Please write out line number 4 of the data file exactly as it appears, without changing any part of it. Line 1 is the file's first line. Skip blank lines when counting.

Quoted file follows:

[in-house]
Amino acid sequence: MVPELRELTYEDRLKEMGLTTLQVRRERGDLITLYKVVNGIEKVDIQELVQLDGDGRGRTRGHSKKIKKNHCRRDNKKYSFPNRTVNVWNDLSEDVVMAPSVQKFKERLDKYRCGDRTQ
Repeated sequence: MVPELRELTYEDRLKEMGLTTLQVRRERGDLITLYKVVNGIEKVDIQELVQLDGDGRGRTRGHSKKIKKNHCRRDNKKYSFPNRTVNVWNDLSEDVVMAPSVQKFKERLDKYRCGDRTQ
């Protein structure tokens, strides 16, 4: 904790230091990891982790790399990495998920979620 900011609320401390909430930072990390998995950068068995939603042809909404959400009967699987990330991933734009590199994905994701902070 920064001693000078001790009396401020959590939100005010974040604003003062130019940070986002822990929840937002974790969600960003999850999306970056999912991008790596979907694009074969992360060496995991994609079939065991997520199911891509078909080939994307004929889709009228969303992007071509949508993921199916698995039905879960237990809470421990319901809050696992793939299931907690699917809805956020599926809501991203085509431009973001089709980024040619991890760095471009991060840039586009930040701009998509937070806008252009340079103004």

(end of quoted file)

């Protein structure tokens, strides 16, 4: 904790230091990891982790790399990495998920979620 900011609320401390909430930072990390998995950068068995939603042809909404959400009967699987990330991933734009590199994905994701902070 920064001693000078001790009396401020959590939100005010974040604003003062130019940070986002822990929840937002974790969600960003999850999306970056999912991008790596979907694009074969992360060496995991994609079939065991997520199911891509078909080939994307004929889709009228969303992007071509949508993921199916698995039905879960237990809470421990319901809050696992793939299931907690699917809805956020599926809501991203085509431009973001089709980024040619991890760095471009991060840039586009930040701009998509937070806008252009340079103004």